seasoned, this list of Folk Dance Etiquette is for you! These few helpful hints
are bound to increase the enjoyment for all!
Introduce yourself to
and welcome new people to the dance.
Informal wear is fine.
Wear something that is comfortable for dancing.
sleeveless shirts and strapped dresses.
Avoid accessories such
as big rings, brooches that might get caught.
At parties, folk
costumes are appreciated (but not required).
Bring clean dance
shoes without spiky heals (for safety and to protect the wooden floor).
For turning dances,
make sure that your shoes do not have rubber soles (they can hurt your
We will be in close
contact with each other, so please arrive clean and use a deodorant.
Please do not wear
perfume, as some people are allergic to or very sensitive to those
Please avoid foods
that produce strong odors, such as garlic and onion, before a dance.
Most of the dances
move counter-clockwise around the floor. The leader of a line is therefore
usually on the right end. In general, join the line at the end opposite the
It is OK to withdraw
from the line at any time, just make sure that those next to you adjust to
When holding hands in
a line, do not use your thumbs. The touch should be light.
little-finger holds, make sure that your rings do not get in the way and
hurt your partnerís fingers.
When dancing with
shoulder holds, make sure that you carry the weight of your own arms and
that you keep your own balance. Be aware and considerate of people of
If you do not know the
dance, please follow from behind until you know enough to move with the
Never pull or push
your partner or neighbor. This might be dangerous, depending on his/her
Please learn the names
of the dances and request the ones you like or you think other people like.
Anyone may ask anyone
else to dance. Women are particularly encouraged to do this.
Please do not be
offended if you are turned down. There can be many reasons that the person
does not want to dance.
Please let your
partner know if you do not know the dance, so that he/she can decide whether
to go ahead with it anyway.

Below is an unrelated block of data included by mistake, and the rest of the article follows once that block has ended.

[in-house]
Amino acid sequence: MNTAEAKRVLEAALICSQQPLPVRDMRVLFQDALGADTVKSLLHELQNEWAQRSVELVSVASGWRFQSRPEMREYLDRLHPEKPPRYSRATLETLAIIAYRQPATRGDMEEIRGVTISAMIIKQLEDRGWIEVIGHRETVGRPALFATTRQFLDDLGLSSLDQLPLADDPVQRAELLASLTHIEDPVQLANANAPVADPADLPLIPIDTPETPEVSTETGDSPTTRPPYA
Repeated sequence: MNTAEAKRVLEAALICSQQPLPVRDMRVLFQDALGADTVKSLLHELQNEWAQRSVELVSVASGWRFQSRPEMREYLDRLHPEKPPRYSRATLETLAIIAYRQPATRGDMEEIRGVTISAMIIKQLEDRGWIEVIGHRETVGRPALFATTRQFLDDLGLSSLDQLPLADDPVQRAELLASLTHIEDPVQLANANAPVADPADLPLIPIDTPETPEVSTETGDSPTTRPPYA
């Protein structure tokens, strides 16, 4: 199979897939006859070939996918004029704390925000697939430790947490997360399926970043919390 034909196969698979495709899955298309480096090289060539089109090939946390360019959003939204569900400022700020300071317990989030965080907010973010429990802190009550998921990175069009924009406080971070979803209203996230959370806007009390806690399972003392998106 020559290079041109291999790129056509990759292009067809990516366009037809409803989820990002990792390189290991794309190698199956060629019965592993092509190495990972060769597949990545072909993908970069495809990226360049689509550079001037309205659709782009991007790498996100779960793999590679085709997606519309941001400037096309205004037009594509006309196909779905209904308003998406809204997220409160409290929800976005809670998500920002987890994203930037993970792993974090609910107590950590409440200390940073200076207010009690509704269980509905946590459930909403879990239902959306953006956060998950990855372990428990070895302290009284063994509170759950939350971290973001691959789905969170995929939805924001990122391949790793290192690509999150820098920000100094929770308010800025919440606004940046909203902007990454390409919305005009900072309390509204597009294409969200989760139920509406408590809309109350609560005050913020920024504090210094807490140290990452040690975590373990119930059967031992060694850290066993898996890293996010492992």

If your intended
partner is currently standing or sitting next to someone else and they are
conversing, use common sense and courtesy before you break in and ask for a
If you are available
for a dance, try to signal that to potential partners.
Dance in response to
your partner's ability. Try not to push your partner beyond his/her ability
feel your partner is being overzealous, say so! If that does not help, it is
OK to stop dancing.
sure to dance with a variety of partners.
Leading, and Teaching
Remember that there is
only one teacher during class.
Some tunes have more
than one dance and some dances are done to different tunes. Some dances are
also done differently in different places. Please trust that the teacher has
done the necessary research.
Try to learn the name
of the dance --- that way you can request it later!
Please keep quiet so
that the teacher can be heard by all.
Do not "correct" the
teacher during class. Feel free to share your comments with the teacher
If you already know
the dance being taught, now is a great time to relearn it and give
first-timer learners more feet to watch.
Do not be discouraged
if you do not learn a dance right away, smile and have fun anyway.
When you are confident
that you can perform a dance (steps, rhythm and style) and be a good model
for others, please request it and lead it. You do not have to be perfect,
just a good model.
do not ask someone else to teach you on the side. If you need help, please
ask a board member if the dance can be formally taught during class. If you
want some advice from someone, wait until he/she sits out a dance.
Please do not teach
anyone on the side. Instead, learn the dance well enough to be a good
example during the dancing.
The folk dance
community is aging. We want to encourage parents, young people and children
to participate. This can only happen if they are welcomed. Some flexibility
and thought is required.
Please do not
discipline children that you are not responsible for. Talk to the parents
instead. If the parents are unresponsive, take the issue up with the board.
Treat young people
with the same respect you extend to adults: Never laugh at them (laugh with
them). Never tickle children, even if they ask for it.
When children are
present, you can expect some noise. Before taking action, see if you can
position yourself to minimize the distraction. Alternatively, ask the
teacher to speak louder.
Dancing is meant to be fun, so please ENJOY!